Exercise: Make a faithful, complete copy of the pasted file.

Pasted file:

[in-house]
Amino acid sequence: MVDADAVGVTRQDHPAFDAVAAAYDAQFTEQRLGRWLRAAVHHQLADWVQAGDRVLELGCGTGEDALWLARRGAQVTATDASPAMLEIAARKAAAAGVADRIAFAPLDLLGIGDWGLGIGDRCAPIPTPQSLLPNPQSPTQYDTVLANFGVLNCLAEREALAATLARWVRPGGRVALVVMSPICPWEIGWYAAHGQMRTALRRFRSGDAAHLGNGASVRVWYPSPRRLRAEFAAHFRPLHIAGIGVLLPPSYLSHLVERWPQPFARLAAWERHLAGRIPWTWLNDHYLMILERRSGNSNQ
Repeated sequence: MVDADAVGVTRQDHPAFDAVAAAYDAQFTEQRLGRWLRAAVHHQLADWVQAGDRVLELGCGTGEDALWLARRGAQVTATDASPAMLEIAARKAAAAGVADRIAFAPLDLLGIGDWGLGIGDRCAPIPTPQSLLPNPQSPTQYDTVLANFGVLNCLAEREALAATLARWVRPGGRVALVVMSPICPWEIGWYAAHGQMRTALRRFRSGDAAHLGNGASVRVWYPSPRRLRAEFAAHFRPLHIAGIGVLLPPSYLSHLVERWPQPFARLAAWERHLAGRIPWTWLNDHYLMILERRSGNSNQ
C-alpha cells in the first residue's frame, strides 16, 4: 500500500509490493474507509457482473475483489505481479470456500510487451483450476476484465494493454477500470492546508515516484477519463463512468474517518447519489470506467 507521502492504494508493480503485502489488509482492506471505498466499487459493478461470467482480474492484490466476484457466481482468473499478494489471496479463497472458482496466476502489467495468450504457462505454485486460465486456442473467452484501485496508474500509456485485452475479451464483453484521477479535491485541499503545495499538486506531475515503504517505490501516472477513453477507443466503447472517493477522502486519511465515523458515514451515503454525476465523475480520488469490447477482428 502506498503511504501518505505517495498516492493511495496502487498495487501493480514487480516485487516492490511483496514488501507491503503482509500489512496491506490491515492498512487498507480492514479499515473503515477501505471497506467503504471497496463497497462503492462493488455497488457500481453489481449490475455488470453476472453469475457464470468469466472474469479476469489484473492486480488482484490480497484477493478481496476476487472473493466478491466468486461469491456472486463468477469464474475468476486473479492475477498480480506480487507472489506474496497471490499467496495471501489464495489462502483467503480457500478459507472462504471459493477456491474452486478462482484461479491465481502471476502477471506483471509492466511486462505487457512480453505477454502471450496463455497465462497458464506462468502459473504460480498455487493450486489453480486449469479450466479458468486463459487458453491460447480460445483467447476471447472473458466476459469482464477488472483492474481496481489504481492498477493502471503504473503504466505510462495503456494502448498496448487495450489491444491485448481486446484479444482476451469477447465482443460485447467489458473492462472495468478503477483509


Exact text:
[in-house]
Amino acid sequence: MVDADAVGVTRQDHPAFDAVAAAYDAQFTEQRLGRWLRAAVHHQLADWVQAGDRVLELGCGTGEDALWLARRGAQVTATDASPAMLEIAARKAAAAGVADRIAFAPLDLLGIGDWGLGIGDRCAPIPTPQSLLPNPQSPTQYDTVLANFGVLNCLAEREALAATLARWVRPGGRVALVVMSPICPWEIGWYAAHGQMRTALRRFRSGDAAHLGNGASVRVWYPSPRRLRAEFAAHFRPLHIAGIGVLLPPSYLSHLVERWPQPFARLAAWERHLAGRIPWTWLNDHYLMILERRSGNSNQ
Repeated sequence: MVDADAVGVTRQDHPAFDAVAAAYDAQFTEQRLGRWLRAAVHHQLADWVQAGDRVLELGCGTGEDALWLARRGAQVTATDASPAMLEIAARKAAAAGVADRIAFAPLDLLGIGDWGLGIGDRCAPIPTPQSLLPNPQSPTQYDTVLANFGVLNCLAEREALAATLARWVRPGGRVALVVMSPICPWEIGWYAAHGQMRTALRRFRSGDAAHLGNGASVRVWYPSPRRLRAEFAAHFRPLHIAGIGVLLPPSYLSHLVERWPQPFARLAAWERHLAGRIPWTWLNDHYLMILERRSGNSNQ
C-alpha cells in the first residue's frame, strides 16, 4: 500500500509490493474507509457482473475483489505481479470456500510487451483450476476484465494493454477500470492546508515516484477519463463512468474517518447519489470506467 507521502492504494508493480503485502489488509482492506471505498466499487459493478461470467482480474492484490466476484457466481482468473499478494489471496479463497472458482496466476502489467495468450504457462505454485486460465486456442473467452484501485496508474500509456485485452475479451464483453484521477479535491485541499503545495499538486506531475515503504517505490501516472477513453477507443466503447472517493477522502486519511465515523458515514451515503454525476465523475480520488469490447477482428 502506498503511504501518505505517495498516492493511495496502487498495487501493480514487480516485487516492490511483496514488501507491503503482509500489512496491506490491515492498512487498507480492514479499515473503515477501505471497506467503504471497496463497497462503492462493488455497488457500481453489481449490475455488470453476472453469475457464470468469466472474469479476469489484473492486480488482484490480497484477493478481496476476487472473493466478491466468486461469491456472486463468477469464474475468476486473479492475477498480480506480487507472489506474496497471490499467496495471501489464495489462502483467503480457500478459507472462504471459493477456491474452486478462482484461479491465481502471476502477471506483471509492466511486462505487457512480453505477454502471450496463455497465462497458464506462468502459473504460480498455487493450486489453480486449469479450466479458468486463459487458453491460447480460445483467447476471447472473458466476459469482464477488472483492474481496481489504481492498477493502471503504473503504466505510462495503456494502448498496448487495450489491444491485448481486446484479444482476451469477447465482443460485447467489458473492462472495468478503477483509